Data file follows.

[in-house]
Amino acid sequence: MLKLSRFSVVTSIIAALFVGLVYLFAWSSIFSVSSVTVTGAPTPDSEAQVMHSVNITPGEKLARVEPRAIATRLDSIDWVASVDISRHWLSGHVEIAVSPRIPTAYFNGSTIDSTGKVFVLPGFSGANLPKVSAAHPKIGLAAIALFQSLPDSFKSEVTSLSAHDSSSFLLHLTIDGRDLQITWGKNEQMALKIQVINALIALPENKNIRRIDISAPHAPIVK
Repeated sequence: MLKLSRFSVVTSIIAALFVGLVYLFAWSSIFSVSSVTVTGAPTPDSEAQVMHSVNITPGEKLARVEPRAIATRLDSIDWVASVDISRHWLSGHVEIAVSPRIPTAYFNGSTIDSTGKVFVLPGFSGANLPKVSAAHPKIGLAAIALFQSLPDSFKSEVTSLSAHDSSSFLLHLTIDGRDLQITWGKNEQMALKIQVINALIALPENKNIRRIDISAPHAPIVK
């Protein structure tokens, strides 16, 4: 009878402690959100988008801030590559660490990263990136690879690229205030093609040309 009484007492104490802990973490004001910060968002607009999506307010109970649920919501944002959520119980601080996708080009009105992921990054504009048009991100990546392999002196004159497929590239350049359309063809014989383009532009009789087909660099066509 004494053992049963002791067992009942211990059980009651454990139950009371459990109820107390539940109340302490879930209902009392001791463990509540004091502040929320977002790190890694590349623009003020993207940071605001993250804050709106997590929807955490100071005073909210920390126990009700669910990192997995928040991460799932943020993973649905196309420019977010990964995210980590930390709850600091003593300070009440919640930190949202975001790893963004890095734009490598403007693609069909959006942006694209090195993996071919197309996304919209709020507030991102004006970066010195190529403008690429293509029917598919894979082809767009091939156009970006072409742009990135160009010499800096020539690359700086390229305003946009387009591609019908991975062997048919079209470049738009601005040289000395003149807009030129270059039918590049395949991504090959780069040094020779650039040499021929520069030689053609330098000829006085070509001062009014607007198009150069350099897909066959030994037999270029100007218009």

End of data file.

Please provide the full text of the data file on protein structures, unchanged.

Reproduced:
[in-house]
Amino acid sequence: MLKLSRFSVVTSIIAALFVGLVYLFAWSSIFSVSSVTVTGAPTPDSEAQVMHSVNITPGEKLARVEPRAIATRLDSIDWVASVDISRHWLSGHVEIAVSPRIPTAYFNGSTIDSTGKVFVLPGFSGANLPKVSAAHPKIGLAAIALFQSLPDSFKSEVTSLSAHDSSSFLLHLTIDGRDLQITWGKNEQMALKIQVINALIALPENKNIRRIDISAPHAPIVK
Repeated sequence: MLKLSRFSVVTSIIAALFVGLVYLFAWSSIFSVSSVTVTGAPTPDSEAQVMHSVNITPGEKLARVEPRAIATRLDSIDWVASVDISRHWLSGHVEIAVSPRIPTAYFNGSTIDSTGKVFVLPGFSGANLPKVSAAHPKIGLAAIALFQSLPDSFKSEVTSLSAHDSSSFLLHLTIDGRDLQITWGKNEQMALKIQVINALIALPENKNIRRIDISAPHAPIVK
């Protein structure tokens, strides 16, 4: 009878402690959100988008801030590559660490990263990136690879690229205030093609040309 009484007492104490802990973490004001910060968002607009999506307010109970649920919501944002959520119980601080996708080009009105992921990054504009048009991100990546392999002196004159497929590239350049359309063809014989383009532009009789087909660099066509 004494053992049963002791067992009942211990059980009651454990139950009371459990109820107390539940109340302490879930209902009392001791463990509540004091502040929320977002790190890694590349623009003020993207940071605001993250804050709106997590929807955490100071005073909210920390126990009700669910990192997995928040991460799932943020993973649905196309420019977010990964995210980590930390709850600091003593300070009440919640930190949202975001790893963004890095734009490598403007693609069909959006942006694209090195993996071919197309996304919209709020507030991102004006970066010195190529403008690429293509029917598919894979082809767009091939156009970006072409742009990135160009010499800096020539690359700086390229305003946009387009591609019908991975062997048919079209470049738009601005040289000395003149807009030129270059039918590049395949991504090959780069040094020779650039040499021929520069030689053609330098000829006085070509001062009014607007198009150069350099897909066959030994037999270029100007218009």